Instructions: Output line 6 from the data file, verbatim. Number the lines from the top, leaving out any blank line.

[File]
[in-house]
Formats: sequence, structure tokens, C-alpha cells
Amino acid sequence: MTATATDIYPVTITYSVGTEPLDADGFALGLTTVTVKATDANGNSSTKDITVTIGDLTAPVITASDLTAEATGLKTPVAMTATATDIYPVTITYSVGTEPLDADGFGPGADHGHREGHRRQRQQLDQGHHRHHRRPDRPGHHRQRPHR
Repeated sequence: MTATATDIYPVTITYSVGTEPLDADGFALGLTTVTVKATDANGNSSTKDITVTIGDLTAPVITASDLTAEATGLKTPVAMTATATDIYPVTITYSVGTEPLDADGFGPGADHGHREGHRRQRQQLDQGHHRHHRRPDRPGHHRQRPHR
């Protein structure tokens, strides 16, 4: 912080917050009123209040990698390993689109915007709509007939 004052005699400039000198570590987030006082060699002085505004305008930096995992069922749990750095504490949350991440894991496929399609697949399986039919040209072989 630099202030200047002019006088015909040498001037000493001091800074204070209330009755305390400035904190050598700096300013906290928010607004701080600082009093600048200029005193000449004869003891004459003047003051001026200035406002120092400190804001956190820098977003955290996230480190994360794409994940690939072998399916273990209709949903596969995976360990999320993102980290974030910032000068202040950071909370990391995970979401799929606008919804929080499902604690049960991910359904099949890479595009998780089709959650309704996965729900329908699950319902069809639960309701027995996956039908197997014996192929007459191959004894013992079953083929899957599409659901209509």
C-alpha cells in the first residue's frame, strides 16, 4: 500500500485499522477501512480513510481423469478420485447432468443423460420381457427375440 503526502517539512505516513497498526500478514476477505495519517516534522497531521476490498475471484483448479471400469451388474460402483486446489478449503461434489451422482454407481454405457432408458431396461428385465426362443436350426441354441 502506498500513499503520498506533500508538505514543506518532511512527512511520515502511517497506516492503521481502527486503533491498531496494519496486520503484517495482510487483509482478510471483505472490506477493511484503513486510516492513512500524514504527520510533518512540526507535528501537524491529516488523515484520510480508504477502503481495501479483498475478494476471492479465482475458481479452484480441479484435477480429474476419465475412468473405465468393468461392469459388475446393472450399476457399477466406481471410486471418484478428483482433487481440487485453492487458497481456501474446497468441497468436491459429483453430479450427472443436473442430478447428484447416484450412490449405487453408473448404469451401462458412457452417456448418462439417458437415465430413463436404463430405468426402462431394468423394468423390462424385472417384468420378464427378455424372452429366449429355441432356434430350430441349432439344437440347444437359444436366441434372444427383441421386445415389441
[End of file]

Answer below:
C-alpha cells in the first residue's frame, strides 16, 4: 500500500485499522477501512480513510481423469478420485447432468443423460420381457427375440 503526502517539512505516513497498526500478514476477505495519517516534522497531521476490498475471484483448479471400469451388474460402483486446489478449503461434489451422482454407481454405457432408458431396461428385465426362443436350426441354441 502506498500513499503520498506533500508538505514543506518532511512527512511520515502511517497506516492503521481502527486503533491498531496494519496486520503484517495482510487483509482478510471483505472490506477493511484503513486510516492513512500524514504527520510533518512540526507535528501537524491529516488523515484520510480508504477502503481495501479483498475478494476471492479465482475458481479452484480441479484435477480429474476419465475412468473405465468393468461392469459388475446393472450399476457399477466406481471410486471418484478428483482433487481440487485453492487458497481456501474446497468441497468436491459429483453430479450427472443436473442430478447428484447416484450412490449405487453408473448404469451401462458412457452417456448418462439417458437415465430413463436404463430405468426402462431394468423394468423390462424385472417384468420378464427378455424372452429366449429355441432356434430350430441349432439344437440347444437359444436366441434372444427383441421386445415389441